This was an extraordinary result, greater than the next highest street M1 sale on record by nearly 50%

A proposed Group 5 "Silhouette Formula" for production-based cars triggered the M1 program in the mid-1970s, a mid-engined concept car designed in-house at BMW by Paul Bracq providing the basis. Ex-racing driver Jochen Neerpasch was responsible for initiating this ambitious project, whose aims included taking on rival Porsche in the World Sports Car Championship and, ultimately, victory at Le Mans.

M1 development was contracted first to Lamborghini and then to Giorgetto Giugiaro's Italdesign, although almost all cars ended up being built by BMW in Germany.

Giugiaro's compact coupe bodywork in fiberglass was wrapped around a multi-tubular spaceframe chassis, while a twin-overhead-cam, 4-valve version of BMW's 3.5-liter six, driving via a 5-speed ZF transaxle, provided the motive power. The M1's wedge-shaped coachwork proved highly efficient aerodynamically, needing very little in the way of additional spoilers and wings in race configuration.

Lamborghini's Gianpaolo Dallara was responsible for developing the suspension, which followed racing practice by using unequal-length wishbones at front and rear. Soberly trimmed in black and gray, the M1's interior was exceptionally well equipped for a sports car, featuring Recaro seats, air conditioning, electric windows, power door mirrors, and heated rear screen.

First shown at the Paris Motor Show in 1978, the roadgoing version came with 277 hp and a top speed of 160 mph. Only ever intended as a limited-edition model, the M1 ceased production after just 456 examples had been built, a minimum of 400 being required for homologation. In the event, the abandonment of the Group 5 Silhouette Formula robbed the car of its raison d'être, though the M1-only Procar Series run at Grand Prix races in 1980 and '81 provided BMW Motorsport with a valuable showcase by way of consolation.

This 1980 BMW M1 Coupe was sold new in England to its first owner, who kept it for 20 years, and was registered by the current (second) owner in Monaco on April 26, 2000. Serviced in Cannes (no invoice), the car boasts a beautiful black leather interior and will be delivered with its Monaco papers and owner's handbook. An important landmark in BMW's history, and in particular of its involvement with motorsport in the post-war era, the M1 is already highly collectible and is surely destined to become increasingly sought after by discerning aficionados of the marque.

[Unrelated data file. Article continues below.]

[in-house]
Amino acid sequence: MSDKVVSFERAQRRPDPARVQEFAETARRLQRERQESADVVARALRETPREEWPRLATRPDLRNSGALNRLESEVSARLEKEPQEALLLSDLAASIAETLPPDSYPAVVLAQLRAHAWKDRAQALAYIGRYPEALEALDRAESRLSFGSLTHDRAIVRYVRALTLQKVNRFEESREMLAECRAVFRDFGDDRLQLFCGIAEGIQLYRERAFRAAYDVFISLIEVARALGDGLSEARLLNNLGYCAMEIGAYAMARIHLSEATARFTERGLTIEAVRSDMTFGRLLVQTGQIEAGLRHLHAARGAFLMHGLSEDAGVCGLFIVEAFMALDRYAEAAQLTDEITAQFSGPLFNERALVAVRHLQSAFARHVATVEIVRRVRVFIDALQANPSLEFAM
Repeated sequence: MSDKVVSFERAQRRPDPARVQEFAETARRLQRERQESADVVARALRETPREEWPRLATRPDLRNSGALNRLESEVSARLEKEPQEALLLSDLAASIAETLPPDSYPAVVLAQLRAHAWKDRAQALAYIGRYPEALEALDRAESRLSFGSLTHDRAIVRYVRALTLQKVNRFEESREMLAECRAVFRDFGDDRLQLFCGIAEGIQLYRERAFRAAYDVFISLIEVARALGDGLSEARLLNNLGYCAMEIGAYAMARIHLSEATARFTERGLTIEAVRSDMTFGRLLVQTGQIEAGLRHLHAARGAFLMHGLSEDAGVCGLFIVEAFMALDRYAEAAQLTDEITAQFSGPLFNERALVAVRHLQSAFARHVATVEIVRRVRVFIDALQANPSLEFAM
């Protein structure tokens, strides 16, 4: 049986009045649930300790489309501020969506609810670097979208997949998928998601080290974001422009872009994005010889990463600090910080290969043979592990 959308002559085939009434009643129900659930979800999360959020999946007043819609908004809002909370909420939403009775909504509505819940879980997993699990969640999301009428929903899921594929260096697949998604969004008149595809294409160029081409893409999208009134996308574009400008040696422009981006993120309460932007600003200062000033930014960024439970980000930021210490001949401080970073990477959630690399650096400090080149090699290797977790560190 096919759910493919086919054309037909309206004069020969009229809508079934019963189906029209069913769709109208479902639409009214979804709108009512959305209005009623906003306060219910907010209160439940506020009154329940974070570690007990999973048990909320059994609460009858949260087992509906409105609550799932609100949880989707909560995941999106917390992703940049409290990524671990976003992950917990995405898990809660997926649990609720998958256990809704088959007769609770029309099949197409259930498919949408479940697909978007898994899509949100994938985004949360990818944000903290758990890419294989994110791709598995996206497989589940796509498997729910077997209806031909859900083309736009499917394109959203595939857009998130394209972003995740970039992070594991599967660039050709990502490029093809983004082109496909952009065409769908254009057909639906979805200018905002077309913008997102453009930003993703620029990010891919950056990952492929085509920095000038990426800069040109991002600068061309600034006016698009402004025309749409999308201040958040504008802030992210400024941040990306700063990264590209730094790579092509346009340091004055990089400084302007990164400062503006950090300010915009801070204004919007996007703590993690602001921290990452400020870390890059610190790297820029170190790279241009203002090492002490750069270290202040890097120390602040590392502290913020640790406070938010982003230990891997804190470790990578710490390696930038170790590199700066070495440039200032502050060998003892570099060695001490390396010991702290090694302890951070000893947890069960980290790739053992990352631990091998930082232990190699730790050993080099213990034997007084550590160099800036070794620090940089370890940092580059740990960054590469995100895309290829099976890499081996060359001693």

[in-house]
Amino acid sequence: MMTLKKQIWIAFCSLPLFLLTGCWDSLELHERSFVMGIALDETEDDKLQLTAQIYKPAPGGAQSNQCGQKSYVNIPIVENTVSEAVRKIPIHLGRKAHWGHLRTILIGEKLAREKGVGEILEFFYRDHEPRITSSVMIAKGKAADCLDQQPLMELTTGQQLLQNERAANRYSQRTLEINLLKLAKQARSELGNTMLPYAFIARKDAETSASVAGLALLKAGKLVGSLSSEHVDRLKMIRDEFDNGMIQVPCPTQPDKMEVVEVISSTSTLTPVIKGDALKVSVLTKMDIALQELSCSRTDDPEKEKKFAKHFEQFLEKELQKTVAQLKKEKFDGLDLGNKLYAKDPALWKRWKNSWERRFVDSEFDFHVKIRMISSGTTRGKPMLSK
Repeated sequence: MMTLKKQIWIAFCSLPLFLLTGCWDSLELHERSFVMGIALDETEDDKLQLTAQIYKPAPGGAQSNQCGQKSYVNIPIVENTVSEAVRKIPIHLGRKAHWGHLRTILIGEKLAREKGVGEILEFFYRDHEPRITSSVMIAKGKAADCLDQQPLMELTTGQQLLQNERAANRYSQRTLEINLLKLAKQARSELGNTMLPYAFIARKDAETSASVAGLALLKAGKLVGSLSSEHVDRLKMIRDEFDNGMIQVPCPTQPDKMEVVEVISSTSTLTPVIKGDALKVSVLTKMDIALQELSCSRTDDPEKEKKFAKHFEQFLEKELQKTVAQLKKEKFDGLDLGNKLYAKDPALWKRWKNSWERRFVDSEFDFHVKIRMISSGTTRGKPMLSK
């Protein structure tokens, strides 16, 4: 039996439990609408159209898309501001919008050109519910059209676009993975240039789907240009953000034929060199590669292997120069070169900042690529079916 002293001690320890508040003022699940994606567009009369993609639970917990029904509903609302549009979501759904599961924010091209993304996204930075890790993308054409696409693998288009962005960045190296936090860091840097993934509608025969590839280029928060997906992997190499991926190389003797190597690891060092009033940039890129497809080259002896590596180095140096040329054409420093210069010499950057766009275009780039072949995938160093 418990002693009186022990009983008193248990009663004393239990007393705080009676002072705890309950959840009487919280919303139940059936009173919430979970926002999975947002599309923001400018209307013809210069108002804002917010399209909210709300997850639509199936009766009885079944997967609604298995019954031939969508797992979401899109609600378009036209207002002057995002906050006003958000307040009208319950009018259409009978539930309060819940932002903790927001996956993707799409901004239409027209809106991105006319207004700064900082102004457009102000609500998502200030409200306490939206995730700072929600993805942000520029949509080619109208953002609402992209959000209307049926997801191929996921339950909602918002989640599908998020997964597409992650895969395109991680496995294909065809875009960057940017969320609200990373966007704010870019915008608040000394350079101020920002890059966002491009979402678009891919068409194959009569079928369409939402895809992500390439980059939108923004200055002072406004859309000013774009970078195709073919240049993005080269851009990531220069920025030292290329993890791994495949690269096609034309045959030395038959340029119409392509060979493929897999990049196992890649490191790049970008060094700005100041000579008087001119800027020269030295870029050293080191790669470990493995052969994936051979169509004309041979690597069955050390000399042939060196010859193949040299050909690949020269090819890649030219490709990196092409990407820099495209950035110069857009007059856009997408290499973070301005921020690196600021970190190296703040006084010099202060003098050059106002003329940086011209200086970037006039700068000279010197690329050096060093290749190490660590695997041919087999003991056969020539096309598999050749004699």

SCM Analysis


Vehicle:1980 BMW M1
Number Produced:456 (including 56 race cars)
Original List Price:$60,000
Chassis Number Location:Engine compartment (factory); door jamb and bottom of windshield (U.S. import)
Engine Number Location:On top of block
Club Info:BMWCCA 345 Harvard St. Cambridge, MA 02138
Investment Grade:B

This 1980 BMW M1 Coupe sold for $186,300 at Bonhams’s Les Grandes Marques à Monaco sale on May 18, 2009.

The M1 has long been viewed by collectors as neither fish nor fowl-neither an Italian exotic nor a traditional BMW. To make matters worse, Italdesign and Gianpaolo Dallara heritage notwithstanding, many collectors considered the car insufferably bland-not unlike a 1980s Honda NSX.

It didn’t help that the car built to slay Porsche 911s on track wasn’t the least bit competitive and instead wound up in the meaningless single-marque Procar series of 1979-80. At least the drivers were first-rate, with Niki Lauda and Nelson Piquet the winners in 1979 and 1980, respectively.

Consequently, post-1991, M1 prices languished for a very long time in the $65,000 to $95,000 range. Slowly, the M1, along with other long unloved mid-engine cars like the Maserati Bora and Ferrari 308 GT4, are starting to have their day in the sun, but none to the extent of the M1, which is perceived to be more tractable and more reliable than any Italian exotic. In the last several years, good examples of street M1s have begun to break six figures.

Indicates a change in market priorities

Even with that in mind, this was an extraordinary result, greater than the next highest street M1 sale on record by nearly 50%. The two-owner history and great colors surely account for much of this, but also perhaps the change in priorities of the market; the M1 is a car that can be used without the fear that goes along with operating a vintage Ferrari or Maserati. With the exception of the Kugelfischer injection, there is little exotic about the BMW M1 Coupe.

Because of its relatively recent manufacture, the 1980 BMW M1 Coupe is eligible for few top-tier events in street form. Nevertheless, that hasn’t deterred buyers at auction recently. What should, however, give them pause is the fact that no M1 was ever legally sold in the U.S. and the years 1979-81 are still heavily scrutinized by the smog police in many states. Without proper EPA and DOT clearances and without emissions equipment in place, an unwary owner of an M1 can find himself in quite a pickle.
As SCM often reminds its readers, a single sale does not a market make. For now, this sale appears unrepeatable, and the M1 looks fully priced in the $125,000 to $135,000 range. We’d have to call it better sold than bought, but only by a small margin given this car’s condition and two-owner history.

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